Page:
The silent equivalent of a thousand words | Daily News

The silent equivalent of a thousand words

Years ago, a friend, in love, was impatiently waiting for some signal from the ‘beloved’ indicating requited love. I can’t remember whether or not he had declared to her his feelings or if he had asked her a question and was awaiting a response. He wanted a word. One word.

‘Vachanayak denna kiyapang,’ he told me, essentially appointing me as a go-between. Vachanayak would translate as ‘a word,’ but this did not rule out a more-than-a-word answer. A yes or no and, if no, some more words that explained or in one way or another offered consolation to enable my friend to live through life carrying the unhealed and incurable wound of rejection. ‘Vachanayak’ in this instance, in Sinhala, simply means ‘response.’

‘Vachanayak denna kiyapang,’ he said and immediately added, in English: ‘I need a thousand pictures!’ We both laughed because we had heard this many times: ‘a picture is worth a thousand words.’ Even though tormented by anticipation of the worst, he did not let slip an opportunity to twist a phrase, knowing it would make me laugh. Laugh and then back to sorrow. That’s how we survived the scandalous griefs of our youth. And now, old age.

How do we measure the worth of a word or an image? Do we defer to the arbiters appointed to assess, critique and pass judgement? A simple ‘yes’ would have unfettered my friend from the tyranny of gravity. A simple ‘no’ would have been too heavy a stone for the heart and he would have felt himself drawn into the depths of the earth. Attach a number to ‘yes’ and one to ‘no’ and they might be roughly equal, but equal for him. Her ‘yes’ and her ‘no’ would have had zero value to someone else. It’s the same with a photograph.

But let’s not allow ourselves to get tripped by the immemorial traps of relativism. Let the business of valuation be left for those fascinated by demand and supply, those naughty creatures who we are told to believe are immune to manipulation. Let them name the price of a photograph. Let them name the price of a book.

Gabriel Garcia Marquez used to think that the visual impact of cinema can be greater than that of literature. However, in an interview in 1971 (‘Seven Voices: Seven Latin American Writers Talk to Rita Guibert’) he confessed that he was wrong:

‘That very visual aspect puts [cinema] at a disadvantage. It’s so immediate, so forceful, that it’s difficult for the viewer to go beyond it. In literature one can go much further and at the same time create an impact that is visual, auditory, or of any other sort.’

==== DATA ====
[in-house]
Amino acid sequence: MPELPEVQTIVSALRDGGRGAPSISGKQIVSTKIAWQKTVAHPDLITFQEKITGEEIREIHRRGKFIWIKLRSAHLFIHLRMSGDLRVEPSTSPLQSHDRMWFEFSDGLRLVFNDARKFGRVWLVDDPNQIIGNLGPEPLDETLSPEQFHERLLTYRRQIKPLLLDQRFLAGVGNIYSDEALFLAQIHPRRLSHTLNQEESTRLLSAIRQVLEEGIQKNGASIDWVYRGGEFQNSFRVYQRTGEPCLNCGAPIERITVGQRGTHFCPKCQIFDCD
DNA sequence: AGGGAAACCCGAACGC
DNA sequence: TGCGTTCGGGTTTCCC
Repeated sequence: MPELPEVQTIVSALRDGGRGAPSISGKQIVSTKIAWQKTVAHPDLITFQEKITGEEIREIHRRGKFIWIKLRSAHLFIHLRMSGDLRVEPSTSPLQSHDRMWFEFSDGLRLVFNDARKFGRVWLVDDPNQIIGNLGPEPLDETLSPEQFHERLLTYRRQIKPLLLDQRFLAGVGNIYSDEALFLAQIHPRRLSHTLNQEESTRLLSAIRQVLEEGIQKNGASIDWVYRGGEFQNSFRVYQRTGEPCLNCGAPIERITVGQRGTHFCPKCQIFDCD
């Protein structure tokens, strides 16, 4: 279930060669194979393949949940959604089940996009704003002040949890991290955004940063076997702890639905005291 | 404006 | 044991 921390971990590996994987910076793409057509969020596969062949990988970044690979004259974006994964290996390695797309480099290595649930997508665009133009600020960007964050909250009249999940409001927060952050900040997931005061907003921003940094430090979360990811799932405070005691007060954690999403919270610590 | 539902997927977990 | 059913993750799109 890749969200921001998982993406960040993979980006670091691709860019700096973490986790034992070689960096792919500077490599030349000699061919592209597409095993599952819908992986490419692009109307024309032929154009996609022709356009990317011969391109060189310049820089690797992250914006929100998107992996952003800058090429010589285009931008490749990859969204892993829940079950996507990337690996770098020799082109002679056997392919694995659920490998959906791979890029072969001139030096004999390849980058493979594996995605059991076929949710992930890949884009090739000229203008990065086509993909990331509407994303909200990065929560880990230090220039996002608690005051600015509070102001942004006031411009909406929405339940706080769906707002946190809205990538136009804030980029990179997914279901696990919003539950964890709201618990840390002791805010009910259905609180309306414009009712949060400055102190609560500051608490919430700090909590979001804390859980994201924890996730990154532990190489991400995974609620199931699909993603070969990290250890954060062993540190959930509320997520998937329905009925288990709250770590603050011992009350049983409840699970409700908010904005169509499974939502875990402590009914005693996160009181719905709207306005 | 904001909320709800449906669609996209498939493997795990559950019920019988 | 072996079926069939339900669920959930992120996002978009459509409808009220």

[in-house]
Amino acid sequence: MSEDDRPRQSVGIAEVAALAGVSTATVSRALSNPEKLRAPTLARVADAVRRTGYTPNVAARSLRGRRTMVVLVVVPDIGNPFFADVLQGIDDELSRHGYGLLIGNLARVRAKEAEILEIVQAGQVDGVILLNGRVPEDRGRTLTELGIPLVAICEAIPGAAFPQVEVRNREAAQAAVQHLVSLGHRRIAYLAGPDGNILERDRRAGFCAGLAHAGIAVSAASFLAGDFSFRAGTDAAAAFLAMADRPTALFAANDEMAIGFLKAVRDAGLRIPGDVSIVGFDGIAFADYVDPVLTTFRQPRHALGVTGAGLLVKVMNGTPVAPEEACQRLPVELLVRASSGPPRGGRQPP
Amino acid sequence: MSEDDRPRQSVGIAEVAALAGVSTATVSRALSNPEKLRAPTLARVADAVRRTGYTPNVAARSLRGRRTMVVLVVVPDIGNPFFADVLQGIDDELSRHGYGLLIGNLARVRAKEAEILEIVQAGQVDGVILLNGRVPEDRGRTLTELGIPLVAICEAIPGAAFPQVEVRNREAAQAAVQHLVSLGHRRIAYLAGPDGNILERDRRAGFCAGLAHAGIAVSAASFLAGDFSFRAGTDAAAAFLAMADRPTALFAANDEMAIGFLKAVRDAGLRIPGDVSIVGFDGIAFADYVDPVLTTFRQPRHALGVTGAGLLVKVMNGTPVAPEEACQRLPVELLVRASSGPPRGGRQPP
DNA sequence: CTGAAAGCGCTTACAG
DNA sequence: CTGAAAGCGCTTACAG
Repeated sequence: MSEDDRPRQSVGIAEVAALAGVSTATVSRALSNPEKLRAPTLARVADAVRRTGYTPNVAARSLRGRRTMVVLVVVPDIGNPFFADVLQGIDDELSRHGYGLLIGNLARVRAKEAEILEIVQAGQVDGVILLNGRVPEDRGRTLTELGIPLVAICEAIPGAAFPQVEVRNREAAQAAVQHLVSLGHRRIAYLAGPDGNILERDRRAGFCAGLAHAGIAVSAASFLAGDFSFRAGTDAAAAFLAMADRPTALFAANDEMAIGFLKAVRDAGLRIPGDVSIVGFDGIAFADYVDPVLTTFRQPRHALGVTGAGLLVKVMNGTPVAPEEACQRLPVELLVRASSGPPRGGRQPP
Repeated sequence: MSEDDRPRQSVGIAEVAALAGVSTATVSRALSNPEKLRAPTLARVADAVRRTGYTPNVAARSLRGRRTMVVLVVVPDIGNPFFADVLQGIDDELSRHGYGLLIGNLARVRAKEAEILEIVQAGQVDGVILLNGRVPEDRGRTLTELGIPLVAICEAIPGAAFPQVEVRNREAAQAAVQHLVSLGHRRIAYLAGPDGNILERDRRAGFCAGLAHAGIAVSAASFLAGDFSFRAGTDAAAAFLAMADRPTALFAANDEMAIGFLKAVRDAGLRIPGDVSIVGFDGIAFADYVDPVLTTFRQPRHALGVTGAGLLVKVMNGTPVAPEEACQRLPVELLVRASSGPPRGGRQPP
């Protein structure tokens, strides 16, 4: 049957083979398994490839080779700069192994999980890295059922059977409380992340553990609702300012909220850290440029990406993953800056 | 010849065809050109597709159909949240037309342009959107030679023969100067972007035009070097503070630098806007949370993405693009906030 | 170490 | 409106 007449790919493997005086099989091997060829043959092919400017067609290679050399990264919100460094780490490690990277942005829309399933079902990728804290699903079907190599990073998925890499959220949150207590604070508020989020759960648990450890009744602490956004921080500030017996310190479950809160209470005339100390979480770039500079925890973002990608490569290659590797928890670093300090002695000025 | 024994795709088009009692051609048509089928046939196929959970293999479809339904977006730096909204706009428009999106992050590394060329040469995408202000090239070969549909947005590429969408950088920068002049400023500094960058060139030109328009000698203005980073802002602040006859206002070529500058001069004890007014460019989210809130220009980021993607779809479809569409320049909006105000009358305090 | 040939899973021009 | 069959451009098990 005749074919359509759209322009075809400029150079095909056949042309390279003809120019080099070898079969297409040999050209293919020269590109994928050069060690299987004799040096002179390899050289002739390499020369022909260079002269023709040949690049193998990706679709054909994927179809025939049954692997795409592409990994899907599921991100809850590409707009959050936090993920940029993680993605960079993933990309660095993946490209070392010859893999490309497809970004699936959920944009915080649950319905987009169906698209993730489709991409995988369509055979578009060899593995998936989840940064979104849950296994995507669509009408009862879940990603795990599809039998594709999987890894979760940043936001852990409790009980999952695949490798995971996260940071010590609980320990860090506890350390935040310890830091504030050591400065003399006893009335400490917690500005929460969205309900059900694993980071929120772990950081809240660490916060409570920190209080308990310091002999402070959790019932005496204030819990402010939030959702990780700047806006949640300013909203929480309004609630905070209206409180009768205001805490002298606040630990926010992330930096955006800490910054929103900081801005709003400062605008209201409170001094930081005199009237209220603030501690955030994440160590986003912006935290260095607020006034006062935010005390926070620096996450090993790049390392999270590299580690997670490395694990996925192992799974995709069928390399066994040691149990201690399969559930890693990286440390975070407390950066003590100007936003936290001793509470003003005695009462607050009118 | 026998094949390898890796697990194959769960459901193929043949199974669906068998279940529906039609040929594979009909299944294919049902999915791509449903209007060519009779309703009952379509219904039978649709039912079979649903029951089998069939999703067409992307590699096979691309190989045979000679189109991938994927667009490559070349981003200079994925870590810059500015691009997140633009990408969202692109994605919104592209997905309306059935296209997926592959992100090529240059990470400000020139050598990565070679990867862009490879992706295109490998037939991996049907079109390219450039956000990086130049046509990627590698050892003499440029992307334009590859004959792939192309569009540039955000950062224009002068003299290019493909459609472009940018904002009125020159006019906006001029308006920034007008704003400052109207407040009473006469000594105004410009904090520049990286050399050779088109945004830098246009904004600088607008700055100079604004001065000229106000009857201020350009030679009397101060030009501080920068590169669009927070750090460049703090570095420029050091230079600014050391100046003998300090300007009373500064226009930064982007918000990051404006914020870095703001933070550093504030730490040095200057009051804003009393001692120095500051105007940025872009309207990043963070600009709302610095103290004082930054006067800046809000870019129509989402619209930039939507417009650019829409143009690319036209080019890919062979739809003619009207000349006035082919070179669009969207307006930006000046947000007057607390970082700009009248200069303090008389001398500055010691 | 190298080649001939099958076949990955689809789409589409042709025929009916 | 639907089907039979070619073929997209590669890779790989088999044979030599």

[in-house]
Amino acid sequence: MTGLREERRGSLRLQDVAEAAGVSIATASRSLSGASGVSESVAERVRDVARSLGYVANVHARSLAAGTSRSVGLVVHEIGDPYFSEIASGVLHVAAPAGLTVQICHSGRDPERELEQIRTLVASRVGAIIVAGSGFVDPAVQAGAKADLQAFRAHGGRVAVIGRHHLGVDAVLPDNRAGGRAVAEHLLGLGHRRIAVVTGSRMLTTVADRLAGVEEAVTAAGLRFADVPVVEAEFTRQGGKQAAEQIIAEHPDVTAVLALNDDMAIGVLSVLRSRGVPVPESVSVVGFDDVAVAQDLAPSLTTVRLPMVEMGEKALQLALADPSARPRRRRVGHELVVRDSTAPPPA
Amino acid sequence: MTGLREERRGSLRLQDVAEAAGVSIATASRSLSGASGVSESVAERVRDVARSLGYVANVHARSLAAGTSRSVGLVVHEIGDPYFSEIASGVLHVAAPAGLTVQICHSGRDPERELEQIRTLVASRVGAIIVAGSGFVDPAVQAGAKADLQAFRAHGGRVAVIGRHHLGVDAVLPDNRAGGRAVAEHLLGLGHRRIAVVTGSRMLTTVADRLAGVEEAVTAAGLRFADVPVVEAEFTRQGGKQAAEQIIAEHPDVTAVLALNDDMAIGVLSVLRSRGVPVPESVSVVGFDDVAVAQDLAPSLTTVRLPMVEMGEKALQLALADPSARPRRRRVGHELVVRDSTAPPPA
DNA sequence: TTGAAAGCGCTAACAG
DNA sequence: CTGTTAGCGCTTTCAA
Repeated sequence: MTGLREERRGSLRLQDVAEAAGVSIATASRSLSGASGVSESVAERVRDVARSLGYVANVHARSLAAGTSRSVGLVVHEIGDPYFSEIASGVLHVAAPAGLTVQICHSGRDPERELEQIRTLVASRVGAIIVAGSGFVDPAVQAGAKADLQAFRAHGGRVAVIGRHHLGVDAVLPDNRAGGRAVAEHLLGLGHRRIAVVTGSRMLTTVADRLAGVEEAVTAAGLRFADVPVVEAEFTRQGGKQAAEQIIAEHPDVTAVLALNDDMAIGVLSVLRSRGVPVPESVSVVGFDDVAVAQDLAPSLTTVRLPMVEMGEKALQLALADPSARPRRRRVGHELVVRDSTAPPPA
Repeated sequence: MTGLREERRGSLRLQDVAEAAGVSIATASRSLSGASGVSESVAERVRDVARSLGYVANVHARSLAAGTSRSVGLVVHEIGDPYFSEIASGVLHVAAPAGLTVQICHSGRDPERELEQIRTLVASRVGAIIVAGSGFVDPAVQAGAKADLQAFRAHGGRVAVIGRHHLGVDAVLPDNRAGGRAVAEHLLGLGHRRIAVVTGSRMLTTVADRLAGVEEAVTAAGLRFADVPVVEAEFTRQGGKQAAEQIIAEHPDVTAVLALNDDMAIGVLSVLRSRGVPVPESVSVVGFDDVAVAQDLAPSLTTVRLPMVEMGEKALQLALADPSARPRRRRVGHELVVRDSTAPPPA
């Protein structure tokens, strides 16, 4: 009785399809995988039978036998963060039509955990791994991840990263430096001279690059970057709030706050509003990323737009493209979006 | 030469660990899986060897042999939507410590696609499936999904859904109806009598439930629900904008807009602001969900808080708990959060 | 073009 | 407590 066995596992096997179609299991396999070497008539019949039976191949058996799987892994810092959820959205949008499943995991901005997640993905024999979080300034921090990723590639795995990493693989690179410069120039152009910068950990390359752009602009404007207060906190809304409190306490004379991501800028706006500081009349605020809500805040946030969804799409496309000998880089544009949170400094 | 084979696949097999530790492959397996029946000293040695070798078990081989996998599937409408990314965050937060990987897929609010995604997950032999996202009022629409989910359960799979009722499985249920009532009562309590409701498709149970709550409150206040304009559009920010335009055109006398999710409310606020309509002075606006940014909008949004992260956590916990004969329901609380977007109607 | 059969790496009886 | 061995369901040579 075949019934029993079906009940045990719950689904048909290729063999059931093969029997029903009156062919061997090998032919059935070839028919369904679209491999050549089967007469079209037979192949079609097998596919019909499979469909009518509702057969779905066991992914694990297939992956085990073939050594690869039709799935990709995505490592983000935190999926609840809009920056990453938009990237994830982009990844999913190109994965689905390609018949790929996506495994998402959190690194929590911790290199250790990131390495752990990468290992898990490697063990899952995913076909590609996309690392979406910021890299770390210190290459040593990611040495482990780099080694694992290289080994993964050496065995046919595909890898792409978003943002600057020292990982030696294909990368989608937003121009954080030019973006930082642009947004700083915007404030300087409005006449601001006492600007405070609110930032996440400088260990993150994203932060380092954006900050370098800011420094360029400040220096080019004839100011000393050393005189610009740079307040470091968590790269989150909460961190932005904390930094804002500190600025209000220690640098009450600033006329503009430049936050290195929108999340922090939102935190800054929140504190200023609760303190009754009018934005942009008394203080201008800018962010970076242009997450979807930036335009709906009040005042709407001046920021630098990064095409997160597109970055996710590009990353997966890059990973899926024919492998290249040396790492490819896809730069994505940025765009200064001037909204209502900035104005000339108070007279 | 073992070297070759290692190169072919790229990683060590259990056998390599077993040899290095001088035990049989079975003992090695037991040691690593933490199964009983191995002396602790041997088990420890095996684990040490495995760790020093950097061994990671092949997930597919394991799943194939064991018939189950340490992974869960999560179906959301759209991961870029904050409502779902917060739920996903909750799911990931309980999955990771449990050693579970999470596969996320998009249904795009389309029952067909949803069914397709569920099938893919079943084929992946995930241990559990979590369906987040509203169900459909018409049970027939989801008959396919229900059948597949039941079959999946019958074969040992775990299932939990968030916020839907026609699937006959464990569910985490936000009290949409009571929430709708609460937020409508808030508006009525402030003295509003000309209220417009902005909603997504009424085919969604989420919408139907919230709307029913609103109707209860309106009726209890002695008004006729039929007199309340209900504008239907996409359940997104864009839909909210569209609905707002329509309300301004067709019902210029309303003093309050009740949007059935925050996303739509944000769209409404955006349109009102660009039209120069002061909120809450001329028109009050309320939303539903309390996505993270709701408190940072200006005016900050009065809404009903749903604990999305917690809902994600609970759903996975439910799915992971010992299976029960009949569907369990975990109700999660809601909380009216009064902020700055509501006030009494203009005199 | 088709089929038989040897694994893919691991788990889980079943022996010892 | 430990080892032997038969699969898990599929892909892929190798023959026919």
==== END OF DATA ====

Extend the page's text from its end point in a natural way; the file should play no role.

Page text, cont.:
Even though cinema is made of sequenced images accompanied at time with the auditory, a single image, he acknowledged, had an interpretive edge over the word (in an interview with Susana Cato in 1987 for the English-language edition of Granma titled, ‘Soap operas are wonderful. I’ve always wanted to write one.’):

‘If you think about it, the written word is a very primitive medium. You know what it is to have to put one letter after another and [what it is] to read it to have to decipher one sound after another without knowing what it means. The image, on the other hand, produces an immediate and much deeper emotion on impact and you don’t have to decipher anything, it goes straight to the heart.’

Of course if you don’t have a camera or an easel, brush and colours, you would need words to create an image. Also, even an image-artist would have to be quite skilled to capture emotions. The word has an edge there.

And yet there are landscapes that just cannot be completely described. They are photographs that go straight to the heart. Even if a skilled wordsmith captured such things, the deciphering would be more laborious.

We take pictures and write stories because that’s all about transcription and a process of self-reflection; it’s a way of clarifying things to ourselves. We take pictures and write stories to share with others something we think deserves the attention of others, because it delights or it offers a slice of the human condition that may enlighten or empower.

I’ve often been trumped by what meets the eye when it comes to ‘sharing.’ I can’t capture well and sometimes things pass too swiftly for the camera or the battery is dead. This is why I am in awe of friends who understand’ the visual.’ Photography inspires me. And landscapes or cityscapes or any 'scape' for that matter goes so fast to the heart that understands but cannot share.

So I plod on, from one letter to another, frequently asking myself ‘isn’t silence more eloquent?’ And something that my friend Kanishka Goonewardena (the one who was impatient for a vachanaya) said in a different country and century underlines this question: ‘The sky: infinite poetry.’

Tomorrow, someone sitting on the parapet wall outside the Arts Theatre of the Peradeniya University might look towards the WUS Canteen and notice a cloud formation at dusk and come to the same conclusion. Tonight, as I took a stroll outside a friend’s house in a small village called Palugama, I looked up at the sky. Infinite ways to join the star-dots into innumerable images. That’s what I saw. That’s what came to mind.

I just cannot write it down. But I have a word. ‘Stop.’ Interpret it as you will.

[email protected].

Add new comment